Appeal from the United States Board of Tax Appeals.
Before MARIS, CLARK, and BIDDLE, Circuit Judges.
In its initial and, we think, fundamental, aspect the case at bar is simple. A transfers property to B in trust to pay its income to C for life. The trust is irrevocable and A retains no control over the income. Who, then, must pay the tax on that income? The statute, arbitrarily, perhaps, but explicity, taxes it to C, the beneficiary, or B, the trustee, as the case may be, but never to A, the grantor, 26 U.S.C.A. §§ 161, 162, cf. §§ 166, 167. That would be the short and easy answer were it not for certain factual complications in the establishment of the trust - the prior marriage of A and C, their contemporaneous separation agreement, and their subsequent divorce. These lead to a consideration of not only the pragmatic command of the statute, but also the contrary implications of a word used in its interpretation by the ultimate authority. For the Supreme Court has declared that where irrevocable trust income is used to discharge an "obligation" of the settlor, operation of the statute is not intended, and the settlor must bear the tax, Douglas v. Willcuts, 296 U.S. 1. 56 S. Ct. 59, 80 L. Ed. 3, 101 A.L.R. 391.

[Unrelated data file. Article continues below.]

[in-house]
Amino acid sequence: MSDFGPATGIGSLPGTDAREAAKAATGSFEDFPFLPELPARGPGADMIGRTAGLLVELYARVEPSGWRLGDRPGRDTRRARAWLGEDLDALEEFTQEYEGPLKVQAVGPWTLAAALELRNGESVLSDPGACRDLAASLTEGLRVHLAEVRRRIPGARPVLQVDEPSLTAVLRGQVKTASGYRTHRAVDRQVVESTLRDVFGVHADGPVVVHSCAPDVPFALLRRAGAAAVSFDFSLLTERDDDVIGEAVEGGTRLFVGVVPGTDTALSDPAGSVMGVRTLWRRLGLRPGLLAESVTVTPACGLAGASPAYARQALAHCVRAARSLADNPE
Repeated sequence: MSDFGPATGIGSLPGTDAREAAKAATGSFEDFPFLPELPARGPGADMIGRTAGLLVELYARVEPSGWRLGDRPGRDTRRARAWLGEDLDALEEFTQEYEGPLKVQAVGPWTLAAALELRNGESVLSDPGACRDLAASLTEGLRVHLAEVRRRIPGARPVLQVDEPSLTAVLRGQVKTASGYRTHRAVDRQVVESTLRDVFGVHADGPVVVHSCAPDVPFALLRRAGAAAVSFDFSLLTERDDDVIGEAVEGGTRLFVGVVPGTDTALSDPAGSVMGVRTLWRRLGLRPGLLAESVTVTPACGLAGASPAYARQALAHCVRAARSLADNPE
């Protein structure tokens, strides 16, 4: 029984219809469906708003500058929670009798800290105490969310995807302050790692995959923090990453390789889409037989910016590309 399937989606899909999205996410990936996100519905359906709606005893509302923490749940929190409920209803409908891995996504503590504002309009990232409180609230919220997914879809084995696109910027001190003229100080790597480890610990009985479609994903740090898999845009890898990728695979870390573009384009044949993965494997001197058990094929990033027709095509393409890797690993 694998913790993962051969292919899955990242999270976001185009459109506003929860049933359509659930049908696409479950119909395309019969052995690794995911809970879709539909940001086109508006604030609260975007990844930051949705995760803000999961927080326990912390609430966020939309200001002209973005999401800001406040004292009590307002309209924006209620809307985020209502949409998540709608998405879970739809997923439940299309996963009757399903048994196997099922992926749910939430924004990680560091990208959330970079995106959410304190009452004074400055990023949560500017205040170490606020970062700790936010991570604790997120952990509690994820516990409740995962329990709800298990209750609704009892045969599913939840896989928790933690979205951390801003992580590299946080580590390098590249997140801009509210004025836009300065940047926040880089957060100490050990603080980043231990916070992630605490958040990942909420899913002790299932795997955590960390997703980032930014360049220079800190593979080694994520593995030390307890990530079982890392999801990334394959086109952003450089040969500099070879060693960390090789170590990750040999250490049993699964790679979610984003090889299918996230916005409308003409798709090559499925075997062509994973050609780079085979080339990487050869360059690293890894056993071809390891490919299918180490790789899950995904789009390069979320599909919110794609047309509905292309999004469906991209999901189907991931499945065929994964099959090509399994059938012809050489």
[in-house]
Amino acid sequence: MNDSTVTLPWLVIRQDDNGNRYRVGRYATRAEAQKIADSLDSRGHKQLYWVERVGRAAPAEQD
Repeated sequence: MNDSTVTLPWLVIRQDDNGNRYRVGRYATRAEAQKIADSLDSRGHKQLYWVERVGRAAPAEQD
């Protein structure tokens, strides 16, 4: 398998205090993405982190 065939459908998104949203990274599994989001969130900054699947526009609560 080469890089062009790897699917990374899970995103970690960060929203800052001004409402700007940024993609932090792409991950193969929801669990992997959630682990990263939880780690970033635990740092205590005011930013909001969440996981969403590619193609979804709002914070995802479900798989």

Just where the "obligation" ends and the intendment of the statute begains has been the subject of much learned explanation (and/or conjecture), see, 4 Paul & Mertens, Law of Federal Income Taxation § 34.168 (1939 Supp.); Magill, Taxable Income 207, 208; 52 Harvard Law Review 480 (note); 87 University of Pennsylvania Law Review 337 (note); Bloomenthal, Income Tax Aspects of Alimony Trusts, 17 Taxes 455; Hines, Tax Aspects of Property Settlement Agreements, 12 Southern California Law Review 386; Paul, Five Years With Douglas v. Willcuts, 53 Harvard Law Review 1. The dividing line may soon receive further binding delineation, see Helvering v. Fitch, certiorari granted October 9, 1939, 60 S. Ct. 103, 84 L. Ed. - reported below, 8 Cir., 103 F.2d 702; Helvering v. Leonard, petition for certiorari filed, 60 S. Ct. 511, 84 L. Ed. - reported below, 2 Cir., 105 F.2d 900. However, we think an accurate demarcation in the instant cause may be accomplished by testing our peculiar circumstance against the two main factors which pervade the controlling decisions.